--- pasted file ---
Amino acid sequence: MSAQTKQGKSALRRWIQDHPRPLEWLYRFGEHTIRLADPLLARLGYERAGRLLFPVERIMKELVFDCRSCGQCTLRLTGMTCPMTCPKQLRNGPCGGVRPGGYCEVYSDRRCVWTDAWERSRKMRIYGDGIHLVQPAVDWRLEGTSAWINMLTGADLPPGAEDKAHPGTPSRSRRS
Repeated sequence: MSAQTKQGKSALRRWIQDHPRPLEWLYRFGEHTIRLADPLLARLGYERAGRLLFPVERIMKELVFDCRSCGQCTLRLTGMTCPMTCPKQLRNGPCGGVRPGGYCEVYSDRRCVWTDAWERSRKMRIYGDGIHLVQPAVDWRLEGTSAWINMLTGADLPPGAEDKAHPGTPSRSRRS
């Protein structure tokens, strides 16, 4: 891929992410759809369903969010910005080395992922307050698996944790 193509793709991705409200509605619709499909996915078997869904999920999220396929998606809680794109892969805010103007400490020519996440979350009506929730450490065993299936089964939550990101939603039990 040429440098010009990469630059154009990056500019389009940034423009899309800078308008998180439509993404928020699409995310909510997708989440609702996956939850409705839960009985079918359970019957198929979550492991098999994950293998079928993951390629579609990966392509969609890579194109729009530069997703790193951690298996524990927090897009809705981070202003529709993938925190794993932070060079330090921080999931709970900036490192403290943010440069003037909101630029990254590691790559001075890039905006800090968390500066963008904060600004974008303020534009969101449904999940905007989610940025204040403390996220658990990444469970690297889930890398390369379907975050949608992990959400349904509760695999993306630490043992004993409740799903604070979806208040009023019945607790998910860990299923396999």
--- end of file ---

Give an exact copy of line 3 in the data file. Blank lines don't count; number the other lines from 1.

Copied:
């Protein structure tokens, strides 16, 4: 891929992410759809369903969010910005080395992922307050698996944790 193509793709991705409200509605619709499909996915078997869904999920999220396929998606809680794109892969805010103007400490020519996440979350009506929730450490065993299936089964939550990101939603039990 040429440098010009990469630059154009990056500019389009940034423009899309800078308008998180439509993404928020699409995310909510997708989440609702996956939850409705839960009985079918359970019957198929979550492991098999994950293998079928993951390629579609990966392509969609890579194109729009530069997703790193951690298996524990927090897009809705981070202003529709993938925190794993932070060079330090921080999931709970900036490192403290943010440069003037909101630029990254590691790559001075890039905006800090968390500066963008904060600004974008303020534009969101449904999940905007989610940025204040403390996220658990990444469970690297889930890398390369379907975050949608992990959400349904509760695999993306630490043992004993409740799903604070979806208040009023019945607790998910860990299923396999």